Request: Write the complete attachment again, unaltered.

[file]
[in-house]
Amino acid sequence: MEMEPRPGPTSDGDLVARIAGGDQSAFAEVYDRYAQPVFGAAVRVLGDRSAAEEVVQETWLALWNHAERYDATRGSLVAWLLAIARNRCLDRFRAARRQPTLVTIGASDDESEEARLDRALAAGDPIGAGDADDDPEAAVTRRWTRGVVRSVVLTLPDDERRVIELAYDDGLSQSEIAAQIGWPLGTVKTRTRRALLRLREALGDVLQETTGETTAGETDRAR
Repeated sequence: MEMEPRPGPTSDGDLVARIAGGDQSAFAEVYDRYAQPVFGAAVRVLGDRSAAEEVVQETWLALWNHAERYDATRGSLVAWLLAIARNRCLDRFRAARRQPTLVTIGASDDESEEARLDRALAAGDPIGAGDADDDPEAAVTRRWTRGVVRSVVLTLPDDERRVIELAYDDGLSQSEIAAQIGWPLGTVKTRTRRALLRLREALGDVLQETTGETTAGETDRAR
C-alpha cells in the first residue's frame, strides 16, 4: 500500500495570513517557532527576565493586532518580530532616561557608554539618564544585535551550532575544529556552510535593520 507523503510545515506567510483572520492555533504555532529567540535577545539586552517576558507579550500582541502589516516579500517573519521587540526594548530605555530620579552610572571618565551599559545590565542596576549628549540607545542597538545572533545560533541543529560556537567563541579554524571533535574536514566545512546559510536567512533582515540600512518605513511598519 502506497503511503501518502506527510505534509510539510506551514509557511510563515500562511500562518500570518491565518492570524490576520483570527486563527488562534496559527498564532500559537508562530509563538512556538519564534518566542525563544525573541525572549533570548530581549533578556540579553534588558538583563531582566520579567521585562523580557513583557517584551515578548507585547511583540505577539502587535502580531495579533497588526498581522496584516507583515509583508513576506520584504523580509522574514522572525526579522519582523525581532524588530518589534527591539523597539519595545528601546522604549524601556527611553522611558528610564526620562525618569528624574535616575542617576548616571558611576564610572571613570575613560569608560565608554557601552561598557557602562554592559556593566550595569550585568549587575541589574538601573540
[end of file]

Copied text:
[in-house]
Amino acid sequence: MEMEPRPGPTSDGDLVARIAGGDQSAFAEVYDRYAQPVFGAAVRVLGDRSAAEEVVQETWLALWNHAERYDATRGSLVAWLLAIARNRCLDRFRAARRQPTLVTIGASDDESEEARLDRALAAGDPIGAGDADDDPEAAVTRRWTRGVVRSVVLTLPDDERRVIELAYDDGLSQSEIAAQIGWPLGTVKTRTRRALLRLREALGDVLQETTGETTAGETDRAR
Repeated sequence: MEMEPRPGPTSDGDLVARIAGGDQSAFAEVYDRYAQPVFGAAVRVLGDRSAAEEVVQETWLALWNHAERYDATRGSLVAWLLAIARNRCLDRFRAARRQPTLVTIGASDDESEEARLDRALAAGDPIGAGDADDDPEAAVTRRWTRGVVRSVVLTLPDDERRVIELAYDDGLSQSEIAAQIGWPLGTVKTRTRRALLRLREALGDVLQETTGETTAGETDRAR
C-alpha cells in the first residue's frame, strides 16, 4: 500500500495570513517557532527576565493586532518580530532616561557608554539618564544585535551550532575544529556552510535593520 507523503510545515506567510483572520492555533504555532529567540535577545539586552517576558507579550500582541502589516516579500517573519521587540526594548530605555530620579552610572571618565551599559545590565542596576549628549540607545542597538545572533545560533541543529560556537567563541579554524571533535574536514566545512546559510536567512533582515540600512518605513511598519 502506497503511503501518502506527510505534509510539510506551514509557511510563515500562511500562518500570518491565518492570524490576520483570527486563527488562534496559527498564532500559537508562530509563538512556538519564534518566542525563544525573541525572549533570548530581549533578556540579553534588558538583563531582566520579567521585562523580557513583557517584551515578548507585547511583540505577539502587535502580531495579533497588526498581522496584516507583515509583508513576506520584504523580509522574514522572525526579522519582523525581532524588530518589534527591539523597539519595545528601546522604549524601556527611553522611558528610564526620562525618569528624574535616575542617576548616571558611576564610572571613570575613560569608560565608554557601552561598557557602562554592559556593566550595569550585568549587575541589574538601573540